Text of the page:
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Amy Peterson became a stepmother in 1994 when she married a man who had four kids, an old VW Rabbit and a boat load of fishing tackle. Unable to find other true, uplifting stories about becoming a stepmother, Amy used her casual, entertaining writing style to tell her amusing but heartwarming story in From Zero to Four Kids in Thirty Seconds. The conflicts she faces (and avoids) are universal to all stepmothers, and the conflicts with her beau are amusing universal struggles between the sexes. Amy’s goal was to write a story that would have universal appeal to women, while being particularly helpful for women contemplating becoming stepmothers.
At the same time Amy was muddling through the world of stepmother hood she was also faced with one pet after another that her husband kept bringing home. The first hedgehog was joined by a second hedgehog and the baby hedgehogs came 28 days later. One ferret soon got three ferret pals to play with. The first puppy had too much energy, so along came another dog. And so it goes in Amy's second memoir, Something Furry Underfoot, a humorous, touching memoir about raising and falling for a whole array of pets. It includes 50 tips, most of which are about pets, some of which are about the spouses that love pets. This fun, entertaining read will help pet owners and potential pet owners make better decisions about their pets.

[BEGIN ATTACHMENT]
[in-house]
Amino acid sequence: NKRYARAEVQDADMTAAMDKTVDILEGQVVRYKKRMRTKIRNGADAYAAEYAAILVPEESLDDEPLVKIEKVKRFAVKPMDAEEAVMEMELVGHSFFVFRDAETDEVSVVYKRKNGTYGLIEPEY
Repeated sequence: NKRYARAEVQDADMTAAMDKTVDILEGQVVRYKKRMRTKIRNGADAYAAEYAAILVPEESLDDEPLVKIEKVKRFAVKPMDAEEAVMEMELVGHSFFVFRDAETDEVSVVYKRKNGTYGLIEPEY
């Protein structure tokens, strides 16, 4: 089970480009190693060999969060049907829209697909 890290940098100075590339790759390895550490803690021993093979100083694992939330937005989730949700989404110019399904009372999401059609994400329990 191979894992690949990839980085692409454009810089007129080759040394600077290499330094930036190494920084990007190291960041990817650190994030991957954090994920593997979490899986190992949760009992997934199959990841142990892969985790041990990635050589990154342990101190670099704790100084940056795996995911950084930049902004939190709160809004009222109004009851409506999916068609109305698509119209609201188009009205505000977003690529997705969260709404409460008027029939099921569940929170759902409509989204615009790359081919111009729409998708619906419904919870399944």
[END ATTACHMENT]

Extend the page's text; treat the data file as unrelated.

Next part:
Amy has been published in numerous magazines and does weekly blog postings on her web site, amylpeterson.com, about nature, pets and life. Like her books, most of her blog postings are light-hearted if not also sometimes information. Amy works for the state of Michigan and lives with her husband and a variety of fuzzy animals.
on Feb. 12, 2012 :
I came across this book online; it sounded intriguing--and fun, so I got it. I enjoyed it from Amy and Mark's first meeting in the workplace when he rejects her proposal (for a study grant), their tentative attempts at getting to know each other and date--despite her understandable reluctance to get involved with a man with four children. She gives us the background too on why--though they worked there for five years--they never connected. (He was married; now he's divorced.) He persists, and together they overcome a variety of challenges. This story illustrates those challenges--her family, his children, the ex-wife, and the usual speed bumps, but Amy makes meeting them a fun read, while at the same time not being afraid to expose her conflicting feelings along the way. See Tip #11: "If your first meeting with the kids doesn't go well, rest assured that it won't be the last thing that won't go well." And that was why I wanted the book--for the funny takes on her life--reminding me of Erma Bombeck--and for what happened along the way and how they survived the challenges and succeeded. This is a romantic story, btw, and I sympathized with both of them as they felt their way along the path to marriage and beyond.
The tips for step-parents are helpful and funny. #1 sets the stage: "Behind every successful stepmother is a man with at least one child." There are 70 tips; #70 introduces the epilogue: "You won't be able to predict what the kids remember, or what they'll like the most. So try to enjoy it all." I believe she and her new family did enjoy it; and I enjoyed their story. Highly recommended.
Note: I read the paperback edition, which I received directly from the author.
(reviewed the day of purchase)